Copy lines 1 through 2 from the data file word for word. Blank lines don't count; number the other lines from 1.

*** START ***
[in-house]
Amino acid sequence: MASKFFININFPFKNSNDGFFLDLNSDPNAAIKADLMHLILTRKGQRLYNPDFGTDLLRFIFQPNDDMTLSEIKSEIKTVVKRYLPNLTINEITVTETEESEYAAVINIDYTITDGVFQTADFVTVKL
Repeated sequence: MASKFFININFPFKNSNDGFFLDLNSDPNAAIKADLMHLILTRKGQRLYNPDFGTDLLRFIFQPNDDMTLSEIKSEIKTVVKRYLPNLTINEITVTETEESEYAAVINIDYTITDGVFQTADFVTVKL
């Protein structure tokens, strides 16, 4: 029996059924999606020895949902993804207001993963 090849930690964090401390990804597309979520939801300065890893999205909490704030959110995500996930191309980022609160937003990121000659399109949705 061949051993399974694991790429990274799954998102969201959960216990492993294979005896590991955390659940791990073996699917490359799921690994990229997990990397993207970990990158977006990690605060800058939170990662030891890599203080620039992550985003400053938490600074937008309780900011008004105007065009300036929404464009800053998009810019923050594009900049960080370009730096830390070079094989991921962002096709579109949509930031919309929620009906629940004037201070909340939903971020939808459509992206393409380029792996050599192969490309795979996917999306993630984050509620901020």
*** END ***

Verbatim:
[in-house]
Amino acid sequence: MASKFFININFPFKNSNDGFFLDLNSDPNAAIKADLMHLILTRKGQRLYNPDFGTDLLRFIFQPNDDMTLSEIKSEIKTVVKRYLPNLTINEITVTETEESEYAAVINIDYTITDGVFQTADFVTVKL